The rabbits in Of Mice and Men are very important to Lennie. He is a gentle-hearted creature that longs for soft cuddly animals the same way a small child loves a favorite stuffed animal. Unfortunately, Lennie is unable to control his considerable strength or to show restraint. The small animals he pets (the mice and the puppy) end up dead. The rabbits in the story are a metaphor for Lennie's dream for the future.
The rabbits in Lennie's mind represent a paradise. Like children wanting to hear about Christmas, Lennie listens to George talk about the farm as a place where they both can be happy. If he is good, he will live on the farm with George and have rabbits as friends. However, if he does "a bad thing" he worries that this dream will not come true and George will not let him take care of the rabbits. Such is Lennie's simplistic view of the world.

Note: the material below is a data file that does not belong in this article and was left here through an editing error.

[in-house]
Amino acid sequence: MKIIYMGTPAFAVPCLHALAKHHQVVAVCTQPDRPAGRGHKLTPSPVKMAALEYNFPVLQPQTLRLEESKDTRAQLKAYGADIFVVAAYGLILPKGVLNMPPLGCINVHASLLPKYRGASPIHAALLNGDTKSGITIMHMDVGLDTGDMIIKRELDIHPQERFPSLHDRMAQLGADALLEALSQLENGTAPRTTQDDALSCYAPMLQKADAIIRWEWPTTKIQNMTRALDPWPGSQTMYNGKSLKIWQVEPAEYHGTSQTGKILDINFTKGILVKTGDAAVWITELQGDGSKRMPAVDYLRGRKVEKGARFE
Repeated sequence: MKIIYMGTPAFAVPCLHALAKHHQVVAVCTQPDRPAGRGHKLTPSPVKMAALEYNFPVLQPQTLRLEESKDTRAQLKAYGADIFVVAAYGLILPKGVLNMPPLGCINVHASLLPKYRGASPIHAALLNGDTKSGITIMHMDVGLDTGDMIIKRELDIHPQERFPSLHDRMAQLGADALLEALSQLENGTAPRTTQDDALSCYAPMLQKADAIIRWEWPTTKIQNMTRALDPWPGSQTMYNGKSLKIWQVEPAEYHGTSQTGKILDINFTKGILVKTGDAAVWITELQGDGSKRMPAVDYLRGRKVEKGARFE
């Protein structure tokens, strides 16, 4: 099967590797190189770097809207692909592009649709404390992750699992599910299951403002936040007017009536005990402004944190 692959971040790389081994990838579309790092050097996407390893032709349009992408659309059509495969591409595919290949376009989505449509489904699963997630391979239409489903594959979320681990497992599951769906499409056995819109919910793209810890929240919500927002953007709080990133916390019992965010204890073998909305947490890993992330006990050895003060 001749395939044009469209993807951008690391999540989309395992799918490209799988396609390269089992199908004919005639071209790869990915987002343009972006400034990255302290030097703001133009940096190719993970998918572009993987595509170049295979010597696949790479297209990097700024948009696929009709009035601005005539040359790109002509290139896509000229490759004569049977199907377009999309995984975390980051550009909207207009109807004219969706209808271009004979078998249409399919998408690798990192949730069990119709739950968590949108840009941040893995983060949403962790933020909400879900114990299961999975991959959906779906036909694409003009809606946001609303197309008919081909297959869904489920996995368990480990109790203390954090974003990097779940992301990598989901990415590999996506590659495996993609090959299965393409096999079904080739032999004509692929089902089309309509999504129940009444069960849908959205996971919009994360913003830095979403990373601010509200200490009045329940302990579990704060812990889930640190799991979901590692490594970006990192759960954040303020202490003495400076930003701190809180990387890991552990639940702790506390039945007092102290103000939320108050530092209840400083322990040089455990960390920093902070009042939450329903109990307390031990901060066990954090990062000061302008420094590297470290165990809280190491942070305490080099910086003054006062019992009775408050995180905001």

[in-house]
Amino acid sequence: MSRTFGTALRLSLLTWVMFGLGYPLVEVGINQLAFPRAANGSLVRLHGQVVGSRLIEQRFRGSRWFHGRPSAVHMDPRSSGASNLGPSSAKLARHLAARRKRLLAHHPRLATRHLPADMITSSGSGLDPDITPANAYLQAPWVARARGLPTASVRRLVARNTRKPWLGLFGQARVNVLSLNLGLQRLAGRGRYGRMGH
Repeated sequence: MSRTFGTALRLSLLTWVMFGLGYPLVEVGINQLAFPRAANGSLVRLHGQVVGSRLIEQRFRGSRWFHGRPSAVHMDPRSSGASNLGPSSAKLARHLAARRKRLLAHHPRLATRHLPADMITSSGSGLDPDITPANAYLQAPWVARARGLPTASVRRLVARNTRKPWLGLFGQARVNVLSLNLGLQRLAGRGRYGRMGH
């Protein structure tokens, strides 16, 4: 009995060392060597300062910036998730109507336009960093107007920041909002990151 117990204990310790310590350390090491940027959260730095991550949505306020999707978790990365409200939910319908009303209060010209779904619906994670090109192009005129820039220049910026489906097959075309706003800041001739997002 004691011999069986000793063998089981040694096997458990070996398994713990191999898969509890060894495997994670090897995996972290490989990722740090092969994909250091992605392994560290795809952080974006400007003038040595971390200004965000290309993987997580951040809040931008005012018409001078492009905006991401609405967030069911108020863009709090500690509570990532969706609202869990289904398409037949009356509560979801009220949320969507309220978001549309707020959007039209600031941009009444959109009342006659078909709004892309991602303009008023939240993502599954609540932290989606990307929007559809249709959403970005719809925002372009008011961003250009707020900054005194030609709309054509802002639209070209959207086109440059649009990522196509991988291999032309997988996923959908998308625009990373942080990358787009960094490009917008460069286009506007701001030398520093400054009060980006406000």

At the end of the story, when Lennie kills Curley's wife, paradise has been lost. The giant rabbit appears to Lennie, at the pool, and chastises him for being bad. This is a nightmarish reversal of Lennie's dream. The thing that has given him comfort in the past is now telling him all of his dreams have ended. Though Lennie does not comprehend that he might be lynched, the loss of his paradise is devastating.